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MEDIA RELEASE Tuesday, 21st of July, 2020

Equal Education


On the 7th of July, 2020 Blind SA wrote to the Minister of Basic Education to address challenges around education of blind and partially sighted learners during COVID-19. The letter was supported by an affidavit detailing the challenges.

Blind SA is a National Disable People’s Organization that advocates for the basic human rights and access to equitable, inclusive, resourced and quality services for blind and partially sighted people.

With particular reference to Blind SA’s work in education, Blind SA advocates to improve the scholastic circumstances of learners at school and ensures that learners have the necessary assistive devices and textbooks in the medium they need. Blind SA also assists parents to make the right choice whether to send their visually impaired child to an ordinary school or a special school and assists adult, visually impaired learners to write grade 12.

Social distancing resulted in reduced residential accommodation at the hostels. In some instances over fifty percent of learners cannot be accommodated in these hostels.

The Department undertook to provide furnished mobile facilities and there is no visible indication of the facility being provided.

There is a need for additional Teacher Aides to support the educators in the classrooms. Touch is an essential learning feature – we need to touch to feel, to recognize or to appreciate. There is a greater need to sanitize more regularly than other children.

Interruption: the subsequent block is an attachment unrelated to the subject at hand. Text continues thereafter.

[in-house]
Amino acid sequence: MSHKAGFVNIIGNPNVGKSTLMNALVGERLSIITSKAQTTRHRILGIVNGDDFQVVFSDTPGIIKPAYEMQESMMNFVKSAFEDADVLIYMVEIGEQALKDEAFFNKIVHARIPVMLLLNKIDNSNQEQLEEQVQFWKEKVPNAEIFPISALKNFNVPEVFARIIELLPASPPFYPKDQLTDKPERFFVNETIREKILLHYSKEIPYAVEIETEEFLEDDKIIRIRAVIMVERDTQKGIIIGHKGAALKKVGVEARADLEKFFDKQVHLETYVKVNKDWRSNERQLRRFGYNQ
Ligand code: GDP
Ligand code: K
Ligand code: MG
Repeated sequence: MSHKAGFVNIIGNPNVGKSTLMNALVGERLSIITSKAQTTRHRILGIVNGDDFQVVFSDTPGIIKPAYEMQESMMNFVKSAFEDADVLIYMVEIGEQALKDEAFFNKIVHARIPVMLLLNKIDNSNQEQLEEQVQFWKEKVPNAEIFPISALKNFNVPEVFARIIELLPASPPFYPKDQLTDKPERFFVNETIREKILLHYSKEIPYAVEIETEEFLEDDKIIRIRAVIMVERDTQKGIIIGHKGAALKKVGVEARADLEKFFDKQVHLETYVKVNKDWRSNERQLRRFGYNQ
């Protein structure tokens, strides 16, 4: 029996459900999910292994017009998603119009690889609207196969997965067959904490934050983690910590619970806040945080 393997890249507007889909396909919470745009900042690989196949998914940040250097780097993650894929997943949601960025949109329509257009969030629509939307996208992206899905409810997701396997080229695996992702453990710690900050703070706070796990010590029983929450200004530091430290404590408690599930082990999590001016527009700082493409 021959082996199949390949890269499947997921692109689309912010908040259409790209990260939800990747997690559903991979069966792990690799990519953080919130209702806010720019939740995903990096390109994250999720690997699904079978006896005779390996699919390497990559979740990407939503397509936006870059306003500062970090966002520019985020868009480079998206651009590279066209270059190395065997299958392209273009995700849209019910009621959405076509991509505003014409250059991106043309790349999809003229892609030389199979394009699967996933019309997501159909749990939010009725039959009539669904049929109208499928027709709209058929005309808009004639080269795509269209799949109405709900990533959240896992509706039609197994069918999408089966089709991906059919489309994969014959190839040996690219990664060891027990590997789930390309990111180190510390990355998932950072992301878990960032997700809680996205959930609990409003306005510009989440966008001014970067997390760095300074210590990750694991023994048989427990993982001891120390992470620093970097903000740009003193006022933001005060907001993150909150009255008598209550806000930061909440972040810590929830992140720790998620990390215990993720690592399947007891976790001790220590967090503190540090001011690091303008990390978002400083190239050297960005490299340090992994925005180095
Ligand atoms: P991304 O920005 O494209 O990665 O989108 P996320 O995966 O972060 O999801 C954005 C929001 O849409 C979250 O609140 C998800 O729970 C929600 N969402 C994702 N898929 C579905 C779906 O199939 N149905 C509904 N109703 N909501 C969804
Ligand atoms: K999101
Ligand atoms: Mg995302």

Orientation and Mobility; the use of the white cane and skills of daily living are essential basic life skills. This was not provided to our learners. Learners depend upon other learners and staff to be guided on the school premises. The situation in view of social distancing is now more acute. The schools require O&M services.

Learners who are not at schools

These learners do not have basic braille writing machines, low vision devices or braille textbooks or readers. Most schools do not have enough books or assistive devices to send home with the learners and most parents do not have the means to buy it. It is too expensive.

These learners are not able to access the on line platforms since they are not in an accessible format and they lack adapted technology and data.

Because the DBE did not attend to these problems of our schools, even after two reports had been published during the past 11 years, the problems are now even worse in the COVID19 period. Will the DBE care now for these children?

Basic right to education

We are aware that the Department has a responsibility to learners in our country. Blind and partially sighted learners also have the right to this basic human right. We require the Department to indicate the steps being taken to ensure that blind and partially sighted learners are not discriminated against or “left behind”.

Also the Department should undertake an audit of the twenty-two Schools for the Blind to ensure compliance with the COVID-19 Regulations and Directions in respect of educational matters.

Blind SA supported Equal Education with the affidavit in their action against the DBE, which they launched on Friday, the 17th of July, 2020, at the High Court of Gauteng in Pretoria.

Susan Bam
Chairperson: Blind SA Education and ECD Committee
Tel: 079 871 6628


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